Establishing women’s voice on climate change

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Women often face higher risks and greater burdens from the impacts of climate change. Picture: Moses Mugugunyeki

Zimbabwe’s vulnerabilities to climate change are undeniable, and this has significantly impacted all sectors, including the agricultural sector.

Decreased crop yield and crop failure in agriculture, coupled with fluctuating availability, quality, and cost of agricultural raw materials for the industry, have been some of the results of climate change.

 A critical step to crafting relevant strategies is understanding how climate change increases the vulnerability of women.

Women have different access to information, resources, and networks compared to their male counterparts.

Additionally, women are responsible for food production, and the lack of adequate appreciation of this societal role that women play can contribute to food insecurity for many households.

Therefore, women must voice their concerns on climate change to represent the disenfranchised demographic.

The Zimbabwe Environmental Lawyers Association (Zela) has been advocating for a climate change law that presents an opportunity to build a low-carbon society through transparent decision-making and implementation.

Climate laws are essential as they offer a clear way to address the challenges that result from climate change.

They also aim to increase resilience to climate change, minimize vulnerability, including that of women, and comply with international obligations that Zimbabwe has assumed.

Zela  conducted five community meetings with 145 women in Binga, Zvishavane, Bikita, Chimanimani and Mutoko districts.

These convenings of women were aimed at highlighting how patriarchy results in gender bias and exclusion of women’s voices in shaping national and local agendas on climate change.

 The design and structure of the community outreach programme facilitated stakeholder participation.

This was aimed at enabling consensus forming on what key asks Zimbabwe has regarding fulfilling the dictates to combat climate change.

Communities have an understanding about climate change especially when it comes to shifts in seasons and weather patterns and the occurrence of natural disasters such as Cyclone Idai.

The participants emphasised the change in key variables in terms of rain, temperature, and wind. Women acknowledged that climatic change has been mainly associated with unpredictable rain. The winds have brought destruction to infrastructure including houses. The rainfall patterns have shifted and have become unpredictable.

The key causes as depicted by the communities range from cultural and social, to human, and economic factors.

Over the past years, participants acknowledge that there has been increased deforestation and there have been high levels of stream back cultivation which has led to the depletion of water sources and bodies.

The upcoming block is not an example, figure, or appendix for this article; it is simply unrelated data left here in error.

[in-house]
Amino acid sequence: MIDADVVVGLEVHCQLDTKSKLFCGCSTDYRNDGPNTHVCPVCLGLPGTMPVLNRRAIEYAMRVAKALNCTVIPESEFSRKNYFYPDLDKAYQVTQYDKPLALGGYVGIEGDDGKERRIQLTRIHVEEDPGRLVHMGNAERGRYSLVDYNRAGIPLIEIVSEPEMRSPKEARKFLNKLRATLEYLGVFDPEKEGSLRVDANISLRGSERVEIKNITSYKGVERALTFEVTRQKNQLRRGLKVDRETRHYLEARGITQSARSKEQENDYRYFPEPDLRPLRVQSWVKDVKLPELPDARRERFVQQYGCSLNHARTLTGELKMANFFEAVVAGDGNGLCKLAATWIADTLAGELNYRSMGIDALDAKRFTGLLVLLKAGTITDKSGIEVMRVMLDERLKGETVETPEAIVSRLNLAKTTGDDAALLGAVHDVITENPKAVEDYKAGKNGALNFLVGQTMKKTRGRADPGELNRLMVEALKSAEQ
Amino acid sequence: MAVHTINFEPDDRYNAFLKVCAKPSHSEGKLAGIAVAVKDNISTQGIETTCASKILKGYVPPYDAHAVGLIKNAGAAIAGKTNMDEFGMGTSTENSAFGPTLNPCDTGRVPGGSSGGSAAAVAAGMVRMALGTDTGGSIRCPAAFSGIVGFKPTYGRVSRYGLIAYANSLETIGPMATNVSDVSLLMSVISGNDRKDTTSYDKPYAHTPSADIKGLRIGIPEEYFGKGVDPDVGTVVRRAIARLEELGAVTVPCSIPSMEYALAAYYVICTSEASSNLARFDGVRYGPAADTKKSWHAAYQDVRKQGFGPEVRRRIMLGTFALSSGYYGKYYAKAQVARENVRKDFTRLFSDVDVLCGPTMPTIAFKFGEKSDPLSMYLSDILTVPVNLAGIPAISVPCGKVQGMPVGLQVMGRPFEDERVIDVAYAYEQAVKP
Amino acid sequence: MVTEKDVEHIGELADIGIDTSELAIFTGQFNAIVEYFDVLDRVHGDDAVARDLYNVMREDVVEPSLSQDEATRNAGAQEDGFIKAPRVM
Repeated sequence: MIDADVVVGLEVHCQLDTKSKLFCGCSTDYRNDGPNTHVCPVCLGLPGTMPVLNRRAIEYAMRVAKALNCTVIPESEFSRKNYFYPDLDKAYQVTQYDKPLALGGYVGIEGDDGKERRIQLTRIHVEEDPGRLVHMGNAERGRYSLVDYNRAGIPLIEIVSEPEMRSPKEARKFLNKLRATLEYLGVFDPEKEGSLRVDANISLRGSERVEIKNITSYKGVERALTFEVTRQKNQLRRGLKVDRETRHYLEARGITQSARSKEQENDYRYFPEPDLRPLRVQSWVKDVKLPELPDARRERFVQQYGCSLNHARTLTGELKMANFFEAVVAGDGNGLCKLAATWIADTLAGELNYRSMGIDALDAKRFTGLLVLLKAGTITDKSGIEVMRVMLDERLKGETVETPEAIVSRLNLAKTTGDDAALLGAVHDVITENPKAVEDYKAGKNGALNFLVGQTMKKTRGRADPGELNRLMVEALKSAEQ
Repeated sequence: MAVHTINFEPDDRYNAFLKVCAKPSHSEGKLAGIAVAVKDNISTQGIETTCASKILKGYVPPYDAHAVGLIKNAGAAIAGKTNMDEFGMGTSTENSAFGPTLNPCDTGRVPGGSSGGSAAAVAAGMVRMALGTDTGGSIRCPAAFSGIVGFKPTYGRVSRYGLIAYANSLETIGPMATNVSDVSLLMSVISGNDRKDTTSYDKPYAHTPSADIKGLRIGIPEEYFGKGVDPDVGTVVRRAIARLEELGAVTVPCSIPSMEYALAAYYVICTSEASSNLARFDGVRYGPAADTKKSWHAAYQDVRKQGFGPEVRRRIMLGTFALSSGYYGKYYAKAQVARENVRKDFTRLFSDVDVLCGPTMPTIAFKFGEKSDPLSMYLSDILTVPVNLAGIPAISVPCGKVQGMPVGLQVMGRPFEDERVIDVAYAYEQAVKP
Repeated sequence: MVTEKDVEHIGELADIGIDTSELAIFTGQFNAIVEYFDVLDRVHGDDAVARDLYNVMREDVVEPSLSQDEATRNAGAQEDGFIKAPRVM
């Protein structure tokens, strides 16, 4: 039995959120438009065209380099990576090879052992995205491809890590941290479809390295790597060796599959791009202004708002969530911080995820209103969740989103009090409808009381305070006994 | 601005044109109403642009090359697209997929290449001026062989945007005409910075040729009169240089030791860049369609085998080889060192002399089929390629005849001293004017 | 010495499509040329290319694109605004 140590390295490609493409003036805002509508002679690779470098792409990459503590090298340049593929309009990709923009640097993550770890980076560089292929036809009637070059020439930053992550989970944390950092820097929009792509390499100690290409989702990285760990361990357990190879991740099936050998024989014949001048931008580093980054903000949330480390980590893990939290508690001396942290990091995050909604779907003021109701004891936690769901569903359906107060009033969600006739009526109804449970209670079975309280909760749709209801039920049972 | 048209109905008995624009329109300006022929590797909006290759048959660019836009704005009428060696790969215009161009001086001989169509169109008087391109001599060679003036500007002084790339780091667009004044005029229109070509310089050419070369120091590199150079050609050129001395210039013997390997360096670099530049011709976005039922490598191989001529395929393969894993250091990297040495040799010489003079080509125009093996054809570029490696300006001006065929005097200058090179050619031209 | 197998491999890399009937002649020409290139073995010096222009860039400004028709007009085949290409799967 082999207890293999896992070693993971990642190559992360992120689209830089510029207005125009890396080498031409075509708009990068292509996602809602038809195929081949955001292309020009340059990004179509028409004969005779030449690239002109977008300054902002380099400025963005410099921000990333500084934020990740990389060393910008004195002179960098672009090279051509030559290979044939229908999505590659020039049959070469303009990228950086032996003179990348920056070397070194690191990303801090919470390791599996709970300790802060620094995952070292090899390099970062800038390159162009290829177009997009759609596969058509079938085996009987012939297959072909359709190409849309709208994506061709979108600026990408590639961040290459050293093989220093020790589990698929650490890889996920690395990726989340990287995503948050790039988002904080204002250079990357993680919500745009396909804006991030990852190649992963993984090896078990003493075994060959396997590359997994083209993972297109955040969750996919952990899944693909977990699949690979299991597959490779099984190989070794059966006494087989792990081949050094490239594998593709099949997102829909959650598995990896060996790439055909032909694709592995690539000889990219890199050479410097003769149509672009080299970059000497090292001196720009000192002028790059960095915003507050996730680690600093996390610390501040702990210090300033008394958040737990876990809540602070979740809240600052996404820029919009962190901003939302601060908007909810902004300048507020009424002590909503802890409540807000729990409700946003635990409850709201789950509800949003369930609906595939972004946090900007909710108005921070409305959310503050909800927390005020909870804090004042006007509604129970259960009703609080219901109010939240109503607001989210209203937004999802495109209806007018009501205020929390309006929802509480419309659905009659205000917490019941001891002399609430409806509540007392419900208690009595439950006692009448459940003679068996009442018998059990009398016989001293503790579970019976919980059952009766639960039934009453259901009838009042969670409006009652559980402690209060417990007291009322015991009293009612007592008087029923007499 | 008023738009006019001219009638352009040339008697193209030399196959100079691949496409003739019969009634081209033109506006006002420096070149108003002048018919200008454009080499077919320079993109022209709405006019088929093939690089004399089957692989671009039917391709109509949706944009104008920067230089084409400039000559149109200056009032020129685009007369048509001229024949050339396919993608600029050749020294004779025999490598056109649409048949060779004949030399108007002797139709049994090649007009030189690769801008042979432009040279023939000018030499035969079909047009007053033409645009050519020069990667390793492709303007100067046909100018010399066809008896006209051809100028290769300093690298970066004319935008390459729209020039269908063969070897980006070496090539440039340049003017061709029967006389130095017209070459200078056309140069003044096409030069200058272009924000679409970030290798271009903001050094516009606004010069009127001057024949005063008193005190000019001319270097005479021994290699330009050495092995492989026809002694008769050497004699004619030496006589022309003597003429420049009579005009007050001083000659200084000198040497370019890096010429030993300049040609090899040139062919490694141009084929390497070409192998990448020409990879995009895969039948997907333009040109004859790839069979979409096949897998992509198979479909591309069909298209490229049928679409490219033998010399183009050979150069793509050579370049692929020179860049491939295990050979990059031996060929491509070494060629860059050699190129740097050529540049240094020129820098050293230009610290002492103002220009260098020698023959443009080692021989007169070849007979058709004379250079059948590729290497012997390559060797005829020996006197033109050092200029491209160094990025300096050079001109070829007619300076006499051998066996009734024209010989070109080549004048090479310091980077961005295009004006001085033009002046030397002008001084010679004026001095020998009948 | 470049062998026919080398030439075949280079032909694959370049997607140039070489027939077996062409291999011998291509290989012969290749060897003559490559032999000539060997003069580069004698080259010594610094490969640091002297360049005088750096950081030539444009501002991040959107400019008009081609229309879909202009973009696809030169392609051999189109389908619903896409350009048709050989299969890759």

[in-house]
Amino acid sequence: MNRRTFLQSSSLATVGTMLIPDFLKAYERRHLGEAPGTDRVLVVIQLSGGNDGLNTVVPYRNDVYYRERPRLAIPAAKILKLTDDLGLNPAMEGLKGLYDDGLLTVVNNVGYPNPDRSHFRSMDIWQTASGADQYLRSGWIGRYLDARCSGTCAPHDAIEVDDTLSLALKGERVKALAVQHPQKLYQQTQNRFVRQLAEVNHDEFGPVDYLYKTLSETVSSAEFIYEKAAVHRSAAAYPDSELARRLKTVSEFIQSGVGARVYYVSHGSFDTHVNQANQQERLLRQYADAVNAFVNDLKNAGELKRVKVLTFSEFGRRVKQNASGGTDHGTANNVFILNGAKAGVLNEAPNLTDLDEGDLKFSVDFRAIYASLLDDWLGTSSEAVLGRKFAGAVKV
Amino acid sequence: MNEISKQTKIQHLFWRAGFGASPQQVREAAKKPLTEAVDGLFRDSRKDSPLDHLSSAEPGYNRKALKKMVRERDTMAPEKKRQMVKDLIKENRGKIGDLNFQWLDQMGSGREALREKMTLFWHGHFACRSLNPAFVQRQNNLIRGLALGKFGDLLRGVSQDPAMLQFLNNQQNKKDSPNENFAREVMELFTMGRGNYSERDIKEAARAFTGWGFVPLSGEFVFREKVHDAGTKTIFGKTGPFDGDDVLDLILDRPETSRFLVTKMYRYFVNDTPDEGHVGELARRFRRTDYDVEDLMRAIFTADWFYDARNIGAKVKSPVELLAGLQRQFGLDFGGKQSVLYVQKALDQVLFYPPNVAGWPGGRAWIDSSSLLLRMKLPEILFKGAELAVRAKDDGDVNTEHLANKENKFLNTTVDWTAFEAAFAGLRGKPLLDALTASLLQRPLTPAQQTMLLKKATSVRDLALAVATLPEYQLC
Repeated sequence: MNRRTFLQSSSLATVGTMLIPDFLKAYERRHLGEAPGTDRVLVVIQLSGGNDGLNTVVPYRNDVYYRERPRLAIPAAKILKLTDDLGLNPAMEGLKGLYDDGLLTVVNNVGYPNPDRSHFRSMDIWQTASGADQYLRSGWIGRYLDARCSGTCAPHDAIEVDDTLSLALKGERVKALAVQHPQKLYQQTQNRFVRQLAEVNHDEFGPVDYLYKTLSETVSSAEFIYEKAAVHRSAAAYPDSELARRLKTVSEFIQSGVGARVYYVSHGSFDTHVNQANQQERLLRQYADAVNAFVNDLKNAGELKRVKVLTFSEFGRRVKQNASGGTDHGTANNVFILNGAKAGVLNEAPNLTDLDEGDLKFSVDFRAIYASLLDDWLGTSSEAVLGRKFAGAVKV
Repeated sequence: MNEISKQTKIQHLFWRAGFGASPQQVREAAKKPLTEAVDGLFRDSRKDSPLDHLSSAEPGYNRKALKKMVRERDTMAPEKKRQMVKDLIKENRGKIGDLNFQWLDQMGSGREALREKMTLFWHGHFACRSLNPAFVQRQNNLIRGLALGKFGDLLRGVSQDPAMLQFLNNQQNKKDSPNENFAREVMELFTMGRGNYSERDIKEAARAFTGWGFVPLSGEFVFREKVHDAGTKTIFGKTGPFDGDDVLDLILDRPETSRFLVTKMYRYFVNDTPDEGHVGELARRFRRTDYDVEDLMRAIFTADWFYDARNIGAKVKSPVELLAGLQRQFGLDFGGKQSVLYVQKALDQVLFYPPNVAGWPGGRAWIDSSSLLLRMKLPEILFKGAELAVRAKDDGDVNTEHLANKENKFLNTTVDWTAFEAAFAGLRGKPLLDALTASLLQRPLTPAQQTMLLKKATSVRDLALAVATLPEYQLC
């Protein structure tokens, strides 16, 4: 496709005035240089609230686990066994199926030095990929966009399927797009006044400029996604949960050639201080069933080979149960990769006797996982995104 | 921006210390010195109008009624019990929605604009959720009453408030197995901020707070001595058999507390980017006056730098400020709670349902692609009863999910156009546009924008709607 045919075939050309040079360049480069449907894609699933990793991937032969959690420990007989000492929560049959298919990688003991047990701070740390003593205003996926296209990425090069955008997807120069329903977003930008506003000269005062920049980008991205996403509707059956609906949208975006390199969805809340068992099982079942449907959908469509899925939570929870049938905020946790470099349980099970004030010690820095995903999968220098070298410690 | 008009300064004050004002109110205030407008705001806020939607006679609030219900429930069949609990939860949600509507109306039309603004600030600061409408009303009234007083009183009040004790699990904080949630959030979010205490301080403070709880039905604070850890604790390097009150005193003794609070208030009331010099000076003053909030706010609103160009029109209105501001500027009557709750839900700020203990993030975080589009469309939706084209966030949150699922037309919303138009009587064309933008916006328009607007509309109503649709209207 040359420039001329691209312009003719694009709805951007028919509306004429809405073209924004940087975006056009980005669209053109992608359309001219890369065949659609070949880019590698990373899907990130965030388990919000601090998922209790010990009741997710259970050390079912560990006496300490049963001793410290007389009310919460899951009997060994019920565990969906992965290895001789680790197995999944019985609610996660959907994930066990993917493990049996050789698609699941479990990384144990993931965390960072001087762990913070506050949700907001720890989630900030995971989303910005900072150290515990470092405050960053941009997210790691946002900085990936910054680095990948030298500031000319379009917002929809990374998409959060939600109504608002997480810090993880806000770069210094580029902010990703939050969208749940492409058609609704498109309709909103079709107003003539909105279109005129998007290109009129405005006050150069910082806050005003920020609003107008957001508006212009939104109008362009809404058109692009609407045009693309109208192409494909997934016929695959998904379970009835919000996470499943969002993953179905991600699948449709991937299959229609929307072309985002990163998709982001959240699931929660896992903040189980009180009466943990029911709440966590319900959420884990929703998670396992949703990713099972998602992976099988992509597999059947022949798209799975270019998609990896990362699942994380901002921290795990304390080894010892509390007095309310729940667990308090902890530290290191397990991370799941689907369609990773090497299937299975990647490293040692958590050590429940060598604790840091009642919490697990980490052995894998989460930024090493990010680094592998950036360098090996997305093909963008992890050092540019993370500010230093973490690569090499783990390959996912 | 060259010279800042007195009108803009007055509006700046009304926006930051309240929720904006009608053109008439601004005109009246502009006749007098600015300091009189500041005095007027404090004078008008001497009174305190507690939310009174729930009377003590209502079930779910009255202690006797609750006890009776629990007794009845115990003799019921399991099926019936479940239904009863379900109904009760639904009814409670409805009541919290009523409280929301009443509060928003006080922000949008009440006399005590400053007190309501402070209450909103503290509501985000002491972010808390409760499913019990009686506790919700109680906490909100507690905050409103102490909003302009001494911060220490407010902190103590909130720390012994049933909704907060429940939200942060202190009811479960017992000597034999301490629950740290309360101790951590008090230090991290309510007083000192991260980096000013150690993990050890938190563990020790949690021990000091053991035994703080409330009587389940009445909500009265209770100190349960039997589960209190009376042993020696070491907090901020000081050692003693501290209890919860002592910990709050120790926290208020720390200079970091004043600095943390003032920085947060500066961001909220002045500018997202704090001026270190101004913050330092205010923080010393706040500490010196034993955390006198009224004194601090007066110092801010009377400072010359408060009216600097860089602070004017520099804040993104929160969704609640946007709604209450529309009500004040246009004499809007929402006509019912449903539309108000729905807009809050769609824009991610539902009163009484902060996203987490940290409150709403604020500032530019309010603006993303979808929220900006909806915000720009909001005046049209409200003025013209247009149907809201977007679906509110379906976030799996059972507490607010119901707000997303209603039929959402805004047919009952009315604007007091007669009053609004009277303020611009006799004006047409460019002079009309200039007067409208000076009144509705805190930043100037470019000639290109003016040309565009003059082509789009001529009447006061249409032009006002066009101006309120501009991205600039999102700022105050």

One of the significant contributors as asserted by the respondents is veld fires.

The veld fires are common. In Chimanimani, there are several places associated with sacred values that have with time lost cultural value and are no longer respected, especially by the younger generation.

Although there is no evidence linking this to climate change and related disasters, the respondents believe in a causal relationship between the two variables.

The communities also understand that industrial activities that include manufacturing are a big contributor to climate change as residual wastes are left without proper disposal measures.

Climate change induced impacts, shocks, and stresses:

The impacts of climate change have been noticed in all spheres of rural livelihoods, especially among women. This includes impacts on daily household activities, livelihood options, and women as the most affected players. The following are some of the impacts on different socioeconomic themes:

  • The unavailability of water has increased the burden of unpaid care work, and there has been an increase in protection risks, including GBV.
  • Destruction of strategic resources -apart from the above impacts, climate change has also caused infrastructure destruction like roads and bridges through cyclones, and this has manifested in the loss of external markets for agricultural products and timber products which the detract rely on
  • Loss of household income
  • Elevated levels of school dropout
  • Health risks such as malaria and bilharzia
  • The impacts have also manifested through the relocation of communities from their traditional land.

Climate change has influenced how women perform basic household duties.

The climate change-induced impacts such as the depletion and drying up of water sources have led to women walking long distances to fetch basic needs like water.

This has resulted in the loss of time that could be invested in other economic activities.

Again, the occurrence of the disasters has led to the women walking longer distances to fetch firewood which has equally influenced the loss of economic time that could be otherwise utilized for other important activities.

Ensuring food security through farming has become very difficult and the water shortage crisis exacerbates the problem.

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